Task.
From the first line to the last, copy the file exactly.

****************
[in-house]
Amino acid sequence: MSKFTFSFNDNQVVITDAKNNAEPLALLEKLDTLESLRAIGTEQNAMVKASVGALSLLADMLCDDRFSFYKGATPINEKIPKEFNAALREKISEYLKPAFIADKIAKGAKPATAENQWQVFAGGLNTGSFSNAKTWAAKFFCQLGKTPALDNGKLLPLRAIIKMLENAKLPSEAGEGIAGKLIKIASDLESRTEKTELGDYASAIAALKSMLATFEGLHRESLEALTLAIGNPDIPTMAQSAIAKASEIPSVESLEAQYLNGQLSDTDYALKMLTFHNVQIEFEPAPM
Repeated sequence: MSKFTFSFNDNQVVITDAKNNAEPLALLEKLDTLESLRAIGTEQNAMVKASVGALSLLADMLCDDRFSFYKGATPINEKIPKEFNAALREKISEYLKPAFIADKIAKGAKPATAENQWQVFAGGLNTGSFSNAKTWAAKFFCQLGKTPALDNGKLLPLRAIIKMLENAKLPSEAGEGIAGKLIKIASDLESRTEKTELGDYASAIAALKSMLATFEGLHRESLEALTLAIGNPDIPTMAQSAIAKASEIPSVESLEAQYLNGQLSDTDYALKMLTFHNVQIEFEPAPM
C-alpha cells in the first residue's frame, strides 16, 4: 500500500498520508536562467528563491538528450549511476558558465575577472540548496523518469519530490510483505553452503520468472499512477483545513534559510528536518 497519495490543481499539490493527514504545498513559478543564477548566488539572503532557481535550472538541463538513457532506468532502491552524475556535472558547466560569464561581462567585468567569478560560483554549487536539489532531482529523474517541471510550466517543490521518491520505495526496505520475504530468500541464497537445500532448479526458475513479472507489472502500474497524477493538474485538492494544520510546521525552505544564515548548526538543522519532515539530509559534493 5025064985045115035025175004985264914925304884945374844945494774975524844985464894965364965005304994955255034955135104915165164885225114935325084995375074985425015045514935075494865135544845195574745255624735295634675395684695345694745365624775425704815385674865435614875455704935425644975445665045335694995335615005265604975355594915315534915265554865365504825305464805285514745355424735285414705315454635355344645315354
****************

[in-house]
Amino acid sequence: MSKFTFSFNDNQVVITDAKNNAEPLALLEKLDTLESLRAIGTEQNAMVKASVGALSLLADMLCDDRFSFYKGATPINEKIPKEFNAALREKISEYLKPAFIADKIAKGAKPATAENQWQVFAGGLNTGSFSNAKTWAAKFFCQLGKTPALDNGKLLPLRAIIKMLENAKLPSEAGEGIAGKLIKIASDLESRTEKTELGDYASAIAALKSMLATFEGLHRESLEALTLAIGNPDIPTMAQSAIAKASEIPSVESLEAQYLNGQLSDTDYALKMLTFHNVQIEFEPAPM
Repeated sequence: MSKFTFSFNDNQVVITDAKNNAEPLALLEKLDTLESLRAIGTEQNAMVKASVGALSLLADMLCDDRFSFYKGATPINEKIPKEFNAALREKISEYLKPAFIADKIAKGAKPATAENQWQVFAGGLNTGSFSNAKTWAAKFFCQLGKTPALDNGKLLPLRAIIKMLENAKLPSEAGEGIAGKLIKIASDLESRTEKTELGDYASAIAALKSMLATFEGLHRESLEALTLAIGNPDIPTMAQSAIAKASEIPSVESLEAQYLNGQLSDTDYALKMLTFHNVQIEFEPAPM
C-alpha cells in the first residue's frame, strides 16, 4: 500500500498520508536562467528563491538528450549511476558558465575577472540548496523518469519530490510483505553452503520468472499512477483545513534559510528536518 497519495490543481499539490493527514504545498513559478543564477548566488539572503532557481535550472538541463538513457532506468532502491552524475556535472558547466560569464561581462567585468567569478560560483554549487536539489532531482529523474517541471510550466517543490521518491520505495526496505520475504530468500541464497537445500532448479526458475513479472507489472502500474497524477493538474485538492494544520510546521525552505544564515548548526538543522519532515539530509559534493 5025064985045115035025175004985264914925304884945374844945494774975524844985464894965364965005304994955255034955135104915165164885225114935325084995375074985425015045514935075494865135544845195574745255624735295634675395684695345694745365624775425704815385674865435614875455704935425644975445665045335694995335615005265604975355594915315534915265554865365504825305464805285514745355424735285414705315454635355344645315354